The Nature of Market Volatility

Risk comes in many forms and, as a result, your definition of risk tolerance has to take the different forms of risk into account. A study of price volatility is a good place to start. Volatility can and should be applied to individual issues. This does not mean that overall volatility trends should be ignored; however, because listed options are specific to a single stock, the study of volatility can be used to measure risk, to identify market conditions, and to find option opportunities.

Market volatility follows cyclical patterns just as prices do.

When prices for specific stocks, sectors, or the overall market rise rapidly, we usually also see increases in the volume of shares traded. A short-term rally is characterized by a corresponding short-term volatility, meaning prices can change in both high and low directions within a single day or week. A longer-term rally—lasting several weeks, for example—will tend to be broader based. Market volatility will slow down as the rally begins to lose its momentum, which is one way to identify the top of the market—not always, but often.

Being aware of the patterns and tendencies of market volatility does not necessarily provide you with a key to the timing of option decisions. In fact, in the most volatile of markets, it is the uncertainty of the timing of events that makes the market the most interesting, and the most dangerous.

Smart Investor Tip

Volatility introduces both risk and opportunity. The very uncertainty associated with big price swings provides options traders with the best environment for profits—if properly understood.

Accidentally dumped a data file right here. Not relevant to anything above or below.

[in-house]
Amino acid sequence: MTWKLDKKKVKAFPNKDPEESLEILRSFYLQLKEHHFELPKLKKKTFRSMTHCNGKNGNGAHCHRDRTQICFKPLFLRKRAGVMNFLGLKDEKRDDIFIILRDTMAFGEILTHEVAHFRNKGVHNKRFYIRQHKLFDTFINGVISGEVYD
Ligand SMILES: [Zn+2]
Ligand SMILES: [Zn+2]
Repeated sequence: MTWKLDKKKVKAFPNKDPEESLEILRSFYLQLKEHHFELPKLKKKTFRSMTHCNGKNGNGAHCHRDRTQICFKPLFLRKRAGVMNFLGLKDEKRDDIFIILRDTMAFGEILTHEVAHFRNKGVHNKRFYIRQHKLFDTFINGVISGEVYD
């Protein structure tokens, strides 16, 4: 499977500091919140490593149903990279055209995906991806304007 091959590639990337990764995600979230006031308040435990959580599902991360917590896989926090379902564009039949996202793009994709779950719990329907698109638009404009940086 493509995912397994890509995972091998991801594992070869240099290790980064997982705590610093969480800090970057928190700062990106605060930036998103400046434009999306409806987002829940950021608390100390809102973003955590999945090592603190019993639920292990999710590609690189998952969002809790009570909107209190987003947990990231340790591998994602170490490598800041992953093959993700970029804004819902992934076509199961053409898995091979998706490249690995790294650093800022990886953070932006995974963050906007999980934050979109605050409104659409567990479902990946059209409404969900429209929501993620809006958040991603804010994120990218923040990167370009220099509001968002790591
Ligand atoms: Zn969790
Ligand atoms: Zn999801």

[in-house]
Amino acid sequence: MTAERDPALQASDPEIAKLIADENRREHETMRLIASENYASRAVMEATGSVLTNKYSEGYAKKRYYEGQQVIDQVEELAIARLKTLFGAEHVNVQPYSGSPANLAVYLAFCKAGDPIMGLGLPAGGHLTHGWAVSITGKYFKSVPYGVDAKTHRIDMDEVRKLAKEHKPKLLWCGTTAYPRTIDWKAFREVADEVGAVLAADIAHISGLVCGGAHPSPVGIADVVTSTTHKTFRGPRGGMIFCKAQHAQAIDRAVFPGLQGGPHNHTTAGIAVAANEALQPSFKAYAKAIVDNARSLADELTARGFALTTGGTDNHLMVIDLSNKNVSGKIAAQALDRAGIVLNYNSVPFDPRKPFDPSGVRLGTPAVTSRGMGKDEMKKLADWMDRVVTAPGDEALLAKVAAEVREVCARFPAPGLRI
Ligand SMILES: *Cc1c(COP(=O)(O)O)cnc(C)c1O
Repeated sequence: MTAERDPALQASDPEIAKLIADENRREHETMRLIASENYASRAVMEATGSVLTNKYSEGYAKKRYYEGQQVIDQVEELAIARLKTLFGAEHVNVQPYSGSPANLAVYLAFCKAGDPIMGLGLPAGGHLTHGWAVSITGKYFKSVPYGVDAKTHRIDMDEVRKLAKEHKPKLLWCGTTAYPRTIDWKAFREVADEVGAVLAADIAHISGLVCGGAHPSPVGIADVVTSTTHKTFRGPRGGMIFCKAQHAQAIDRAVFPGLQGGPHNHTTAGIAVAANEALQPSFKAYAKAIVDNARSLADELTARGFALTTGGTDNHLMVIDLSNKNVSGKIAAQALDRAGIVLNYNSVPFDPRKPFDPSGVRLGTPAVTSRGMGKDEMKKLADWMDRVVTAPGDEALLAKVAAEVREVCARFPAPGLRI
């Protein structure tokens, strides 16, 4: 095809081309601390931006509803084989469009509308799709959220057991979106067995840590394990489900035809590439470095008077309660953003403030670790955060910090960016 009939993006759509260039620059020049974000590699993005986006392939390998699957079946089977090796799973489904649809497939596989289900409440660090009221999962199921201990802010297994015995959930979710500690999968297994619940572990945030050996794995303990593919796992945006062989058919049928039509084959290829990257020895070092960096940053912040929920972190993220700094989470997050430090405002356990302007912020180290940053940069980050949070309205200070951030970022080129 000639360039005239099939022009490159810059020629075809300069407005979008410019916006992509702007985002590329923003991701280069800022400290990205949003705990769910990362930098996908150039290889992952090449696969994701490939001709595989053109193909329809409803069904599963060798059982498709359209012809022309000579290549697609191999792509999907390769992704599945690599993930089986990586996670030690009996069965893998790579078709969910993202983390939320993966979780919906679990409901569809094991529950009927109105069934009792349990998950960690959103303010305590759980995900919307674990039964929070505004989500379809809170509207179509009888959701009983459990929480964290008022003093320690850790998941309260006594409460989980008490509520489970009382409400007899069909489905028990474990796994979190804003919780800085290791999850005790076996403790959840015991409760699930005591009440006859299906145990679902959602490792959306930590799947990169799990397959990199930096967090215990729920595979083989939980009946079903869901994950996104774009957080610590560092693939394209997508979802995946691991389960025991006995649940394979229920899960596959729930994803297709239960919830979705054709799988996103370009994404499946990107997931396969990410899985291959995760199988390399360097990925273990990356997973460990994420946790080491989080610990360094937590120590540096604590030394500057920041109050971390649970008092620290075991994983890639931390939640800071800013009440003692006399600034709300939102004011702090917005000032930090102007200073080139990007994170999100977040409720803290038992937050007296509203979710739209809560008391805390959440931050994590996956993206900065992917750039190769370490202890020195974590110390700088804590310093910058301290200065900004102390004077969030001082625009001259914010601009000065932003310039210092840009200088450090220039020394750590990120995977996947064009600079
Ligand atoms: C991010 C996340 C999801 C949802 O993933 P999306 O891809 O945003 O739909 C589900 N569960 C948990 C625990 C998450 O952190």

Volatility is an expression of conflicting investor interests converging at the same moment. A high demand or a high supply resulting from greater-than-usual volume has an immediate effect on stock share prices and on option premium levels. When time value is distorted during high volume periods, it creates a momentary advantage for options traders. Distortions occur most often during highly volatile periods for a specific stock, but the offsetting market reaction tends to correct the condition within the same trading day. So to take advantage of time value price distortions, you will need to track the market throughout the day.

Smart Investor Tip

Options traders who plan to take advantage of short-term price aberrations have to be prepared to track prices closely, and to act quickly.

By Michael C. Thomsett
Michael Thomsett is a British-born American author who has written over 75 books covering investing, business and real estate topics.

Copyrighted 2016. Content published with author's permission.

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